Vegan Wax Alternatives for Cosmetics

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So as a business owner who specializes in bath and body products, I’ve been looking into what I can do to make some kinds of products (like lip balm or the current super-secret product I’ll release soon) vegan. Beeswax is a common ingredient in balms, salves, and other cosmetics but many vegans oppose the use of beeswax (which I don’t think they should, but that’s a whole other can of worms).

So I’ve been digging into my stash of waxes, and here’s what I came up with for those who want vegan alternatives to beeswax for DIY cosmetic projects!

  1. Bayberry Wax: This is the wax I decided to go with when I was formulating my new product. Bayberry wax is an aromatic green vegetable wax. It is removed from the surface of the fruit of Myrica cerifera (bayberry or wax myrtle) shrubs by boiling the fruits in water and skimming the wax from the surface of the water. The fragrance of it is subtle, but I love it because it seems to anchor the scent of products exceedingly well. It’s a very brittle, easily breakable wax but once melted with oils it creates a pretty firm but stable product without much of the wax being used. It can be difficult to find and sometimes horribly expensive though, so it may not be something you decide on. I just happen to have some on hand and I don’t use a lot in the final product.
  2. Candelillia Wax: Candelilla wax is a wax derived from the leaves of the small Euphorbia cerifera and Euphorbia antisyphilitica (both called Candelilla) shrubs native to northern Mexico and the southwestern United States. It is a yellowish-brown, hard, brittle, aromatic, and opaque to translucent wax. It gives a very similar feel to beeswax in products, but large amounts in your formulation can make a sticky product. It’s actually one of the main waxes in GCC’s Power Up Primer, which uses its stickiness to great advantage! It’s easy to find and sometimes is cheaper than unrefined beeswax.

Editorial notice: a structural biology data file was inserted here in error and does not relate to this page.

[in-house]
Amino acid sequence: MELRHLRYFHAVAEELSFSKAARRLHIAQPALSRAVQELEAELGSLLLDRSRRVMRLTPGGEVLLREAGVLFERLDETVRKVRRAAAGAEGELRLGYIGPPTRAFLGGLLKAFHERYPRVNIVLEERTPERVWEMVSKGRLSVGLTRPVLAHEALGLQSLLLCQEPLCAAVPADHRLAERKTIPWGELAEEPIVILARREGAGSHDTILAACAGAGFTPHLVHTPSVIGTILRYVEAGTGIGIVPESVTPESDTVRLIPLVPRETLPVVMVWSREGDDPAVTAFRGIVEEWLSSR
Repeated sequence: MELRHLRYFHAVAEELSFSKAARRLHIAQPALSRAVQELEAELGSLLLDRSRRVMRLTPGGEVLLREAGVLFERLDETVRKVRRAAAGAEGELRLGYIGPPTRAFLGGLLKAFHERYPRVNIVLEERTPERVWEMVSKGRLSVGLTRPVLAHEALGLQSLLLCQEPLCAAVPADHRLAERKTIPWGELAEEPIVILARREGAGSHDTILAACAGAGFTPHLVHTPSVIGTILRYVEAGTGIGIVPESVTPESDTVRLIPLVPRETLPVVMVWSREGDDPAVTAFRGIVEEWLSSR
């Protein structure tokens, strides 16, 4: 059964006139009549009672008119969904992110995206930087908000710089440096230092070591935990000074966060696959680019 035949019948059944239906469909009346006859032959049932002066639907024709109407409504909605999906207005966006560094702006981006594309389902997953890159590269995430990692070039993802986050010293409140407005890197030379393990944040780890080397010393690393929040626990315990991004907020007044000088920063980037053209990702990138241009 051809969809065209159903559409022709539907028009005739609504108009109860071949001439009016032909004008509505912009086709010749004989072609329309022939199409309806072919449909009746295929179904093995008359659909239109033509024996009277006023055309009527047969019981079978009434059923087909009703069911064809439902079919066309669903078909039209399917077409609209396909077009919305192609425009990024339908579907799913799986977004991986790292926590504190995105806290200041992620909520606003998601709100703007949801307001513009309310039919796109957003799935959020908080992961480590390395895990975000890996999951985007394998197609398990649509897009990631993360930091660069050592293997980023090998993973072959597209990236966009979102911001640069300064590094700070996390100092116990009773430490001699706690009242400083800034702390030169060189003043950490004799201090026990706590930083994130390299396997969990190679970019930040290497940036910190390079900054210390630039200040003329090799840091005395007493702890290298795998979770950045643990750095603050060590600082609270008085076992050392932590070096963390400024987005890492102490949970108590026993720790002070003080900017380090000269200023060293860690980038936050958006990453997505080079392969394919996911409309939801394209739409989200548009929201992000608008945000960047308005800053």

3. Carnauba Wax: Also called Brazil wax and palm wax, carnauba wax comes from the leaves of the palm Copernicia prunifera (Synonym: Copernicia cerifera), a plant native to and grown only in the northeastern Brazilian states of Piauí, Ceará, Maranhão, Bahia, and Rio Grande do Norte. It is known as “queen of waxes” and in its pure state, usually comes in the form of hard yellow-brown flakes. It is obtained from the leaves of the carnauba palm by collecting and drying them, beating them to loosen the wax, then refining and bleaching the wax. It’s probably the most similar to beeswax in terms of how much to use for a 1:1 replacement and texture. It’s not hard to find but can be very expensive.
  4. Rice Bran Wax: Rice bran wax is obtained by dewaxing of virgin rice bran oil. It is a pale yellow hard wax available in pellets, beads and powder. It has a nice non-sticky skin feel in emulsions, balms and butters. One of its specific applications is in lipsticks to inhibit syneresis. This wax is between beeswax and carnauba wax in price; it’s a bit pricy, but not exorbitant.

So there you have it! These are the four most common vegetable-based waxes I’ve been able to find if you don’t want to use beeswax. For people who sell or give away their DIY products, these are great if you want to target a wider audience!

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